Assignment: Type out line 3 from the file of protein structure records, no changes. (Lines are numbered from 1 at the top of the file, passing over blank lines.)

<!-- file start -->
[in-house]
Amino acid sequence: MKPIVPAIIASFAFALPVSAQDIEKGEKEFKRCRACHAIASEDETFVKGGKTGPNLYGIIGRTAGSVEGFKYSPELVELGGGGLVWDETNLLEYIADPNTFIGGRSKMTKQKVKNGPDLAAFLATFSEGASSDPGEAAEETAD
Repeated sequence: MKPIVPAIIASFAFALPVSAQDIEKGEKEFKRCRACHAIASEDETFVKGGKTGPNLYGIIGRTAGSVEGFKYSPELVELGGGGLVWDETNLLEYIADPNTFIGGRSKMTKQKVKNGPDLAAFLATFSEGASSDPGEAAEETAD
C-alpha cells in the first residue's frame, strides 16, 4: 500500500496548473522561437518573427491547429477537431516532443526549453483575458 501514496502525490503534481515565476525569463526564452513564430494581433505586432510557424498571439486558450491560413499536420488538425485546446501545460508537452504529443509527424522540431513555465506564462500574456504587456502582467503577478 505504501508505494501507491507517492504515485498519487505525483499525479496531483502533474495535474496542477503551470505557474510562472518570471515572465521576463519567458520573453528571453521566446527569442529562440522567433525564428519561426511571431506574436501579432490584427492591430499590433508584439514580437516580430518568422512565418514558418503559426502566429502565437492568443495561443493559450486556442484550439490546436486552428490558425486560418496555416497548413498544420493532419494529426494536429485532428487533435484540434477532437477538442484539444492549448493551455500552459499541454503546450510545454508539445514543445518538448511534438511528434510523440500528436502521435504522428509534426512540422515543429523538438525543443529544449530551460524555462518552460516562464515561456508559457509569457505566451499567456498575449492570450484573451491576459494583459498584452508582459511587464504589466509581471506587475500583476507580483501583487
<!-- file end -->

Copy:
Repeated sequence: MKPIVPAIIASFAFALPVSAQDIEKGEKEFKRCRACHAIASEDETFVKGGKTGPNLYGIIGRTAGSVEGFKYSPELVELGGGGLVWDETNLLEYIADPNTFIGGRSKMTKQKVKNGPDLAAFLATFSEGASSDPGEAAEETAD